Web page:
Friday, April 22, 2011

How much safe is Nuclear Power Plant?

Increase in the number of reactors will increase the the possibility of exposure to radiation hazards.
by
Dr. Nitish Priyadarshi


Japan has raised its assessment of the accident at the crippled Fukushima Daiichi nuclear power plant to the worst rating on an international scale, putting the disaster on par with the 1986 Chernobyl explosion.

The decision to raise the alert level to 7 from 5 on the scale amounts to an admission that the accident at the nuclear facility, is likely to have substantial and long lasting consequences for health and for the environment.

Living with radiation can in fact be frightening. Plants making nuclear-weapons materials also pollute our environment. Three Mile Island and Chernobyl, as well as other nuclear power plant accidents, have alarmed us. Nuclear waste is piling up.

What is radiation anyway? Although the term is broad enough to include sunlight and heat, radio waves and microwaves, it is most often used to mean ionizing radiation. Every radioactive substance contains unstable atoms, or radionuclides. They want to become something else- something stable- so they change or decay. With each change energy is released. A radionuclide may transform itself many times before becoming stable. An atom of radioactive uranium 238 goes through 14 changes before stabilizing as lead 206. These sequences are known as decay chains.

If body tissues and cells become ionized, abnormalities in DNA can result. Cancer and birth defects can also result from exposure to ionizing radiation.

Even more than Three Mile Island, the explosion at the Chernobyl power plant in soviet Ukraine confirmed the worst nuclear fears. Poor design magnified operator negligence to cause disaster. The explosion sent the graphite slabs of the reactor core through the roof, setting it afire and spewing radioactive materials around the world. Twenty percent of the plant’s radioactive iodine escaped, along with 10 to 20 percent of its radioactive cesium. Thirty persons died; 237 suffered severe radioactive injury. Chernobyl affected the health of many people throughout Russia. Around 600,000 were classified as being ‘significantly exposed’ and will have their health monitored their whole lives.

The main economic cost of the Chernobyl explosion was from the effect the fallout had on the agriculture. Enormous amount of milk in Poland, Hungary, Austria and Sweden were made unusable by the contamination from radioiodine and radioiodine and radiocesium. Also many countries across Europe had numerous amounts of vegetation burned because of contamination. A ban on many agricultural goods was placed in Eastern Europe. The longest effect the radiation had was on the reindeer and sheep in Sweden.

The Three Mile Island accident was a core meltdown in Unit 2 (a pressurized water reactor ) of the Three Mile Island Nuclear Generating Station in Dauphin County, Pennsylvania near Harrisburg, United States in 1979.

The power plant was owned and operated by General Public Utilities and Metropolitan Edison. It was the most significant accident in the history of the USA commercial nuclear power generating industry, resulting in the release of up to 481 P Bq (13 million curies) of radioactive gases, and less than 740 GBq (20 curies) of iodine-131.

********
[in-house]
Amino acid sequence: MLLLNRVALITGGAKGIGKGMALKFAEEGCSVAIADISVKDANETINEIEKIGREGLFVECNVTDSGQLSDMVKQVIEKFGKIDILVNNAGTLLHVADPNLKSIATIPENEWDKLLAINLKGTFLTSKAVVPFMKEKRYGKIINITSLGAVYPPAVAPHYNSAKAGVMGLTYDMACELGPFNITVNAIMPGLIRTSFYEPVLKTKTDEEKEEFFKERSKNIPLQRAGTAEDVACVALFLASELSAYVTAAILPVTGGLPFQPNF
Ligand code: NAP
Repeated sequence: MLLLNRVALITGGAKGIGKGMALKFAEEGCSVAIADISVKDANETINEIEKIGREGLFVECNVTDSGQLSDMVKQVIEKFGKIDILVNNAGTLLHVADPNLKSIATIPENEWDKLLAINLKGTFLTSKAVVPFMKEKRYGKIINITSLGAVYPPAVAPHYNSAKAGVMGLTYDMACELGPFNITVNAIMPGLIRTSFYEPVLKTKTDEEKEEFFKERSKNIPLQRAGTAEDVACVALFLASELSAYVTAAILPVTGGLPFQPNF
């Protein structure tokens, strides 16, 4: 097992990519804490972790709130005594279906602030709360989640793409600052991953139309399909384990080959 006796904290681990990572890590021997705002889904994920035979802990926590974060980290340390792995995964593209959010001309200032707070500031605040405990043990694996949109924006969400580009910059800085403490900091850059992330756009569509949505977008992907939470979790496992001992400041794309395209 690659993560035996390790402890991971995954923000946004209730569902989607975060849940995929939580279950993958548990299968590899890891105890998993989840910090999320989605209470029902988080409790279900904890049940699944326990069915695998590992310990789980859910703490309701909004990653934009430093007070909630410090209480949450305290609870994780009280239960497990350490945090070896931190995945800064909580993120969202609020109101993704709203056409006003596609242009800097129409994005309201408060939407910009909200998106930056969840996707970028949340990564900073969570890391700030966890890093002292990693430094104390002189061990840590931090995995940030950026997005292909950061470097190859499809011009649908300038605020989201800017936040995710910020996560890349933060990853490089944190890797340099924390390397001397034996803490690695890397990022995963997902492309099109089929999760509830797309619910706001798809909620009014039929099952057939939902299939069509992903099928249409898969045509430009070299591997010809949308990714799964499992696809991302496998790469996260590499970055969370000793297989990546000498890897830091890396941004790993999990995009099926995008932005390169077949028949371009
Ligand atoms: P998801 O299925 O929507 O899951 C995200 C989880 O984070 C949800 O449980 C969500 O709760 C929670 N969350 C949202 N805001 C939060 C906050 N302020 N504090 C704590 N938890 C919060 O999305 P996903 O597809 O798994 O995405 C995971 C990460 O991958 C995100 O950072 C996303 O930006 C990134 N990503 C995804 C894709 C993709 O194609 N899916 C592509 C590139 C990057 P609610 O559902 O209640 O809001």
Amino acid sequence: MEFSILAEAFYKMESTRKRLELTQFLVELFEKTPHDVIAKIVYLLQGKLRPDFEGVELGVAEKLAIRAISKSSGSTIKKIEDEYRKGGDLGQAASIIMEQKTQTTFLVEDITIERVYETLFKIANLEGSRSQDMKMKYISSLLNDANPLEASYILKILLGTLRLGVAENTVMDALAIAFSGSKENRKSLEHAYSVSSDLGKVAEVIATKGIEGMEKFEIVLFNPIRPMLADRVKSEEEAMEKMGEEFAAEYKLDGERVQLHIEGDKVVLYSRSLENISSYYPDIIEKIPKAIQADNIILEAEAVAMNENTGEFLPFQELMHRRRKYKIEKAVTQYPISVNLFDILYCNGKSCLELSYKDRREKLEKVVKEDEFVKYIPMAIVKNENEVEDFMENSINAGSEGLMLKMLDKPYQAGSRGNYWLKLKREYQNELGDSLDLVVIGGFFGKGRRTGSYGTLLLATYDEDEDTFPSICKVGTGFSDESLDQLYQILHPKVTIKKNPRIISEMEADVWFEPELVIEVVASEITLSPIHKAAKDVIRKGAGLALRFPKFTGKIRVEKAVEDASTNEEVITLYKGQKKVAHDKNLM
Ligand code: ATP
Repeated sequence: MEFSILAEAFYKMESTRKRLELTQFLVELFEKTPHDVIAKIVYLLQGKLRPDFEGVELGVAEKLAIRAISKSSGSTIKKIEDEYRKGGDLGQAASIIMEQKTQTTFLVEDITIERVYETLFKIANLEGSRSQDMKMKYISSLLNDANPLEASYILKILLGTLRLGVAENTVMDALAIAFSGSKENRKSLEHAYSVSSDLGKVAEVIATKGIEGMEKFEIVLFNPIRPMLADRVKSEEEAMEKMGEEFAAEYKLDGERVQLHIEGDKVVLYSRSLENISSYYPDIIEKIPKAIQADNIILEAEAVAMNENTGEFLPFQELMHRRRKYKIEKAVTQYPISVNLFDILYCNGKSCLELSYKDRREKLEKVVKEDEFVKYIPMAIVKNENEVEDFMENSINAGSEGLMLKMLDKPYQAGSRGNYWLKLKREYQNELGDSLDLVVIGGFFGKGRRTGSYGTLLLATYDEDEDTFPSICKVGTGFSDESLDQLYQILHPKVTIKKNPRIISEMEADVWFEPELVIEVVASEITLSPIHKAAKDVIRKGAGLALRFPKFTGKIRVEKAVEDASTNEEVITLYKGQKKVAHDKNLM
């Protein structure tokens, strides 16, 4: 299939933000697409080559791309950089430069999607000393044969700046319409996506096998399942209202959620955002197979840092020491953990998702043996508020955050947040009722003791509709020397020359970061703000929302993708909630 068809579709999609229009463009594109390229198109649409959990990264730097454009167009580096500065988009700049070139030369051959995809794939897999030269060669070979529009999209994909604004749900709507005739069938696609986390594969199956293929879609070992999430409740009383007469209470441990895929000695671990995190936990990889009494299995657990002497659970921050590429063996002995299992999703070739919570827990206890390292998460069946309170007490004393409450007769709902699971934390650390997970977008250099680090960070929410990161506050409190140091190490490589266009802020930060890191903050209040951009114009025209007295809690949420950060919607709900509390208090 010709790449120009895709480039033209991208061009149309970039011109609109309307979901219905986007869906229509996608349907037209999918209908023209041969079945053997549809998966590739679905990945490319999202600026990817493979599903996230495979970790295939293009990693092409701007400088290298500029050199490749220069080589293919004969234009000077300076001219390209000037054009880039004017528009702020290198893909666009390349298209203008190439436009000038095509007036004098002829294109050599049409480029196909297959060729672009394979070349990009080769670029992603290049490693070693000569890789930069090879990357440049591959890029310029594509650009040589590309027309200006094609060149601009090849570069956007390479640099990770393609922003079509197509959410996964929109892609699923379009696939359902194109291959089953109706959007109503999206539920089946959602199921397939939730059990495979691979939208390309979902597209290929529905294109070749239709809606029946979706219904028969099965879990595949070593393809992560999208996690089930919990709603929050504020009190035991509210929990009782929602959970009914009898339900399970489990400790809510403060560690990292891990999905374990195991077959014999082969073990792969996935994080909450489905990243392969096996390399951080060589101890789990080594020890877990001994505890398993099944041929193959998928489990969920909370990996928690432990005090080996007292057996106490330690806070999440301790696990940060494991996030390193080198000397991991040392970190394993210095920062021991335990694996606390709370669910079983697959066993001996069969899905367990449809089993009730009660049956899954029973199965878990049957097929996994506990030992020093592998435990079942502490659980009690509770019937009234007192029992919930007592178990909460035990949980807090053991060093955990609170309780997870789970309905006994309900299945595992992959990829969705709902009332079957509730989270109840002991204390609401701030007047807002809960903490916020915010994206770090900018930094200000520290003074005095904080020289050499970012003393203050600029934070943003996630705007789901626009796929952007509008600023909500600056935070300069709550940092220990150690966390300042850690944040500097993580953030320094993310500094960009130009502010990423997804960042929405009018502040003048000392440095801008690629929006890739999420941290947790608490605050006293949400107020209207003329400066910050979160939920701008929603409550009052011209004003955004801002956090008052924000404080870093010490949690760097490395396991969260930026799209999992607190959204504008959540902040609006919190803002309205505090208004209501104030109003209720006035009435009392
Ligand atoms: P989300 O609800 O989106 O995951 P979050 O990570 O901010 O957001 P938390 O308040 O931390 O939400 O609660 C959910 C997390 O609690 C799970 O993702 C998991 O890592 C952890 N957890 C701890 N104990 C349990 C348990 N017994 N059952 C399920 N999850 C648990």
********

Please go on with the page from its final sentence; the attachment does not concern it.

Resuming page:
On December 12, 1952 a partial meltdown of a reactor's uranium core at the Chalk River plant near Ottawa, Canada, resulted after the accidental removal of four control rods. Although millions of gallons of radioactive water poured into the reactor, there were no injuries.

On October 1957 fire destroyed the core of a plutonium-producing reactor at Britain's Windscale nuclear complex - since renamed Sellafield - sending clouds of radioactivity into the atmosphere. An official report said the leaked radiation could have caused dozens of cancer deaths in the vicinity of Liverpool.

Other accident took place on Winter 1957-'58 when a serious accident occurred during the winter of 1957-58 near the town of Kyshtym in the Urals. A Russian scientist who first reported the disaster estimated that hundreds died from radiation sickness.

On January 1,1992 four tons of heavy water spilt at Rajasthan nuclear power plant (India).

Lots more are there to be listed.

Fears of radiation hazards from nuclear energy arise on the following counts:

  1. release of radioactivity into the atmosphere.
  2. doubts on safety of operating nuclear reactors and associated health risks.
  3. management and safe disposal of radioactive waste.
  4. possibilities of nuclear plant accidents including sabotage.
  5. risk of proliferation of nuclear weapons.

Nuclear power plants are subject to a number of hazards that may originate from outside. Among natural hazards are earthquakes, flooding of the site, ground settlement, etc. Other hazards could be accidents in near by industries, fire, aircraft crash, or sabotage such as bombing and missile attacks during war and terrorist activities.

Accidents in nuclear power plants in the past have been attributed mainly to operation errors, design deficiencies and a series of equipments failures. But the accident in Japan is the first case due to earthquake.

Controversies regarding actual number of deaths, the quantity of radioactivity released and delayed effects still persist.

The demand for energy in several countries is being substantially met through nuclear reactors. It is feared that the phenomenal increase in the number of reactors during the last 40 years or so has increased the possibility of exposure to radiation hazards and accidents.

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